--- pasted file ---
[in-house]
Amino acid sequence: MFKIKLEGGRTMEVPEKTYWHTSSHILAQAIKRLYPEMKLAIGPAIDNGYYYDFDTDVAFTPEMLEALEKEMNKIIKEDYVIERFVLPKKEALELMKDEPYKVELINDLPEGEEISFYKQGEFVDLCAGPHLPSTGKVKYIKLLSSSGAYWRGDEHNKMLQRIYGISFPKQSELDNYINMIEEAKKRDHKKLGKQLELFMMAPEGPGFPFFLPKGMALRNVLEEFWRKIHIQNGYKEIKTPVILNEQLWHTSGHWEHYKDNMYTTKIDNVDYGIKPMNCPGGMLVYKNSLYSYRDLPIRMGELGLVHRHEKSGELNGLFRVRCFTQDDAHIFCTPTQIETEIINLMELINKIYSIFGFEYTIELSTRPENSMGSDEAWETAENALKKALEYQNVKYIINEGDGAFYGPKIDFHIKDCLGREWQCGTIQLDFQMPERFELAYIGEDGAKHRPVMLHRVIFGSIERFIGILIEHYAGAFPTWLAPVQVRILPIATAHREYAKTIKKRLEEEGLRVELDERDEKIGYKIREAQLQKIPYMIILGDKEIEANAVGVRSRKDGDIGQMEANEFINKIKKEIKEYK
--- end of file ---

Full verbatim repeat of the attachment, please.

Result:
[in-house]
Amino acid sequence: MFKIKLEGGRTMEVPEKTYWHTSSHILAQAIKRLYPEMKLAIGPAIDNGYYYDFDTDVAFTPEMLEALEKEMNKIIKEDYVIERFVLPKKEALELMKDEPYKVELINDLPEGEEISFYKQGEFVDLCAGPHLPSTGKVKYIKLLSSSGAYWRGDEHNKMLQRIYGISFPKQSELDNYINMIEEAKKRDHKKLGKQLELFMMAPEGPGFPFFLPKGMALRNVLEEFWRKIHIQNGYKEIKTPVILNEQLWHTSGHWEHYKDNMYTTKIDNVDYGIKPMNCPGGMLVYKNSLYSYRDLPIRMGELGLVHRHEKSGELNGLFRVRCFTQDDAHIFCTPTQIETEIINLMELINKIYSIFGFEYTIELSTRPENSMGSDEAWETAENALKKALEYQNVKYIINEGDGAFYGPKIDFHIKDCLGREWQCGTIQLDFQMPERFELAYIGEDGAKHRPVMLHRVIFGSIERFIGILIEHYAGAFPTWLAPVQVRILPIATAHREYAKTIKKRLEEEGLRVELDERDEKIGYKIREAQLQKIPYMIILGDKEIEANAVGVRSRKDGDIGQMEANEFINKIKKEIKEYK